A TALE OF TWO BROTHERS
If there was a more unusual pair of brothers in the
tractor-manufacturing world than Marshall T. and Milton O. Reeves,
they have been well hidden. Between them, the Columbus, Ind., pair
invented a six-wheeled and an eight-wheeled automobile, wrote a
booklet of directions on how to play the game of roque, founded and
pastored a church, included sermons in Reeves & Co.
agricultural products catalogs, donated half a million dollars to
church missions, invented the variable transmission, had a
well-known writer dedicate a work to the Reeves auto, worked
side-by-side with factory hands, and, oh yes, manufactured Reeves
steam traction engines, cars, buses, tractors and gas engines.
Youth No Hindrance
Marshall Reeves was still in his teens, plowing corn on his
father’s farm with the old conventional double shovel plow in 1869,
when he was struck with an idea. As The Evening Republican
newspaper of Columbus, Ind., reported, “The day being hot and the
task not a pleasant one, the youth began thinking in terms of
labor-saving machinery with the result that he devised a plow on
which two double shovels were fastened, one a right-hand and the
other a left. He was then able to plow a row of corn at one
operation instead of merely a half row as he had done in the
Thus, the inventive genius of Marshall Reeves was unleashed. His
father helped improve the device and in 1874 Marshall, his father
and uncle Alfred B. Reeves formed Hoosier Boy Cultivator Co. They
began manufacturing that childhood invention, the “Hoosier Boy
Tongueless Corn Plow.” In 1879 the name Reeves & Co. was taken,
as Marshall had been busy inventing other Reeves items as well:
threshers, straw stackers, separators, corn shellers and clover
hullers - all under the Reeves name. During his lifetime, Marshall
was credited for more than 50 patents.
In the same year, the other half of the dynamic duo, Milton
Reeves (13 years younger than Marshall) worked in a sawmill in
Columbus. There he saw that workers could not control the speed of
the pulleys used to power woodcutting saws. The high speeds caused
wood to split and resulted in a great deal of profit-cutting waste.
After some months of study and experimentation, he in-vented a
variable-speed transmission to control how fast the saws cut.
During his lifetime, Milton patented more than 100 different items.
In September 1888, Milton, along with Marshall, M.M. Reeves and
A.B. Reeves bought Edinburg Pulley Co., moved it to Columbus, and
renamed it Reeves Pulley Co.
“The day being hot and the task not a pleasant one, the
youth began thinking in terms of labor-saving machinery.” – The
Evening Republican newspaper of Columbus, Ind.
Reeves Gas Engines
Though it is unclear when Reeves Pulley Co. began manufacturing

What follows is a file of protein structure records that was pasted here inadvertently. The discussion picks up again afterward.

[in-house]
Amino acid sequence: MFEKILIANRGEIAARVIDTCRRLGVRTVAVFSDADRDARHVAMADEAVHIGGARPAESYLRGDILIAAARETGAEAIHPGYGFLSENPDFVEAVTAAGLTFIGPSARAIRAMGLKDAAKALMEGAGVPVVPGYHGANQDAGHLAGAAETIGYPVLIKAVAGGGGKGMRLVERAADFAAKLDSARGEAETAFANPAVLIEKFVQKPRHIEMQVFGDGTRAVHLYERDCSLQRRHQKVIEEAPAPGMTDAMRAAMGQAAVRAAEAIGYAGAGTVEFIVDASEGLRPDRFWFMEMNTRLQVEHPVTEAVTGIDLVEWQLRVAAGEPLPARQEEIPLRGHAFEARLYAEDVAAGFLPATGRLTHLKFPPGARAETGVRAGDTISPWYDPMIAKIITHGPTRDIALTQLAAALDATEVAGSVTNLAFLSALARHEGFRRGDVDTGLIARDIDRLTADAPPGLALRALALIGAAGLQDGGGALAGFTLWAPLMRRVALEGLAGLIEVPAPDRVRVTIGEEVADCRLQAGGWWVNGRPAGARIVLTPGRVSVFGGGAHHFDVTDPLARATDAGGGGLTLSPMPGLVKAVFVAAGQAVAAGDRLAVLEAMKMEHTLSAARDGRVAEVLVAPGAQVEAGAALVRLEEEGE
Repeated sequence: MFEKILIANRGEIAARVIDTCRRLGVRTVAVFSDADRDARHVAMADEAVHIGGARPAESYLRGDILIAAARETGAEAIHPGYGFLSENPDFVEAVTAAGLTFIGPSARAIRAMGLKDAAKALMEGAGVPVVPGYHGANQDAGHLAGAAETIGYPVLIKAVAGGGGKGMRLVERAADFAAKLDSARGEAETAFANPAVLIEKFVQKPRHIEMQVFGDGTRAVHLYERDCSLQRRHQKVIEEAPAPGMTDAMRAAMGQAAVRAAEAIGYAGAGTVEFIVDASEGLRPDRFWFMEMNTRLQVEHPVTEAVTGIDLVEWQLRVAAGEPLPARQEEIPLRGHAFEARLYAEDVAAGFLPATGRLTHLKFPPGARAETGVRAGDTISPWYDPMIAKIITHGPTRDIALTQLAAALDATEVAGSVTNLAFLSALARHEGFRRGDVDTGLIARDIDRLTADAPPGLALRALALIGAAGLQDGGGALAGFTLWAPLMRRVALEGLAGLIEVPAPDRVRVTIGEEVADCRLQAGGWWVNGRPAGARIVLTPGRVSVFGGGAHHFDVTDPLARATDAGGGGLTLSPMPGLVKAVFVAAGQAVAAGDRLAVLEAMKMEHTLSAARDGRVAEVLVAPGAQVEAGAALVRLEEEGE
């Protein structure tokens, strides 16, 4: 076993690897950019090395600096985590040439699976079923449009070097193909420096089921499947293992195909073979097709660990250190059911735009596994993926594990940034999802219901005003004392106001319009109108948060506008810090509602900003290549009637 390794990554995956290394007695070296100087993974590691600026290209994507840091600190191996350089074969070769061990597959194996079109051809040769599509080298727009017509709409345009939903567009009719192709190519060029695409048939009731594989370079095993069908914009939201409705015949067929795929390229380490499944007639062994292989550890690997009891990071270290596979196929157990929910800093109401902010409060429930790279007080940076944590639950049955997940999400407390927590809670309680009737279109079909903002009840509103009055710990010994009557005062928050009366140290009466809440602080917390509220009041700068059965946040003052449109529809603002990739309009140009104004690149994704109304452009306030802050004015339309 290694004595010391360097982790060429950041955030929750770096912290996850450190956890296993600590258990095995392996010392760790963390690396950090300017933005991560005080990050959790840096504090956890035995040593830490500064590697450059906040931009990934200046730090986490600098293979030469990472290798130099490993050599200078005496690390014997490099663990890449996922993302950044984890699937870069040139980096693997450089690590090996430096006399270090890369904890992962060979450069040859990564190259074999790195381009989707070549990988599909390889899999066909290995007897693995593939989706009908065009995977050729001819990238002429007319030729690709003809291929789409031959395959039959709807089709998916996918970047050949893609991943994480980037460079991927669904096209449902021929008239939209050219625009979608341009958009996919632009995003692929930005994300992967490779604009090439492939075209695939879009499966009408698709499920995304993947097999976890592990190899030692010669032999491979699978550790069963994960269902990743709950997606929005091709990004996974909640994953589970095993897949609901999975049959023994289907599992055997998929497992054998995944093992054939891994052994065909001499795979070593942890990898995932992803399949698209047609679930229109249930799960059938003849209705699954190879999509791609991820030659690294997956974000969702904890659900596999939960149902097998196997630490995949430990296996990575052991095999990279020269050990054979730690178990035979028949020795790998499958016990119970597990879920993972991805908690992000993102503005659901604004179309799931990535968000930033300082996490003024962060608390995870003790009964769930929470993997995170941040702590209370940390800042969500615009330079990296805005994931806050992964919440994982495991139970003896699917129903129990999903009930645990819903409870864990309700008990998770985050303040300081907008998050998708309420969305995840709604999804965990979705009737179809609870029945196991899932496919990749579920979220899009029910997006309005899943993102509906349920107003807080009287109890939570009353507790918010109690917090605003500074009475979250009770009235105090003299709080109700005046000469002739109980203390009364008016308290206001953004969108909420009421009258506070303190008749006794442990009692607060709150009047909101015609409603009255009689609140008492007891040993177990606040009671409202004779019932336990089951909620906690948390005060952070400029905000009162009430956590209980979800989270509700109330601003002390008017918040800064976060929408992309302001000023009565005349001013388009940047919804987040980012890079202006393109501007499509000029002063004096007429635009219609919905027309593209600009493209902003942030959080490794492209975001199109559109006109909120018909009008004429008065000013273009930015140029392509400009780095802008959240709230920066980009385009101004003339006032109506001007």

gas engines, it appears it might have been about 1911. In 1913, 1
HP and 2 HP engines were introduced “to replace the 1-1/2 HP size
announced in 1911,” according to C.H. Wendel in American Gasoline
Engines Since 1872. Other sizes built included 3, 4, 6, 12 and 15
The engines lasted through 1915, something of a surprise
considering the company spared no expenses for their machines and
thus had them priced higher than others on the market. They bored
and reamed each piston, adding two brass bushings and a wrist pin,
which floated in the piston rather than in the connecting rod.
Split flywheel hubs, the best, and more expensive engineering
practice, were featured on most Reeves gas engines. The engines
were painted “rich, brilliant red, nicely striped in gold, with
neat scrolls at the corners, and our name ‘The Reeves’ applied to
the hopper in gold,” their 1913 catalog proclaimed.
The crank end also had this “fancy work,” which, as Wendel
wrote, was sure to increase costs. “The company laid great emphasis
on (the finish of) their engines,” Wendel adds. “Noting at one
point that filling and sanding to a good finish was a prerequisite
before entering the paint room.”
Milton worked back and forth from automobile engine work to
portable gas engine work, incorporating “the best automobile
practice,” as he wrote. Reeves gas engines included eccentric
piston rings, for example.
Other advantages of Reeves engines included make-and-break
ignition, hit-and-miss governing, and a spark-adjusting lever to
retard ignition when starting and advance ignition when running.
Reeves engines were sold to Cummings Machine Co. of Minster, Ohio,
in 1915, and were probably not manufactured after that.
During the summer of 1896, Milton began working earnestly on
automobiles. He realized his variable-speed transmission would work
in the “horseless carriage,” so he built one for his homemade
Motocycle automobile, and another to vary the speed on a
24-by-10-inch lathe in the pulley plant. He was half-crazed by the
idea of an automobile.
The first successful test of the Motocycle was Sept. 26, 1896.
The first automobile in Indianapolis, Ind., it was noted for having
variable speeds of 1-15 MPH, while other autos of the time
generally ran in one gear.
He built a second Motocycle, essentially a bus, called the “Big
Seven,” which held seven people. He also put together two smaller
Motocycles. In January 1898, Milton reported to the Reeves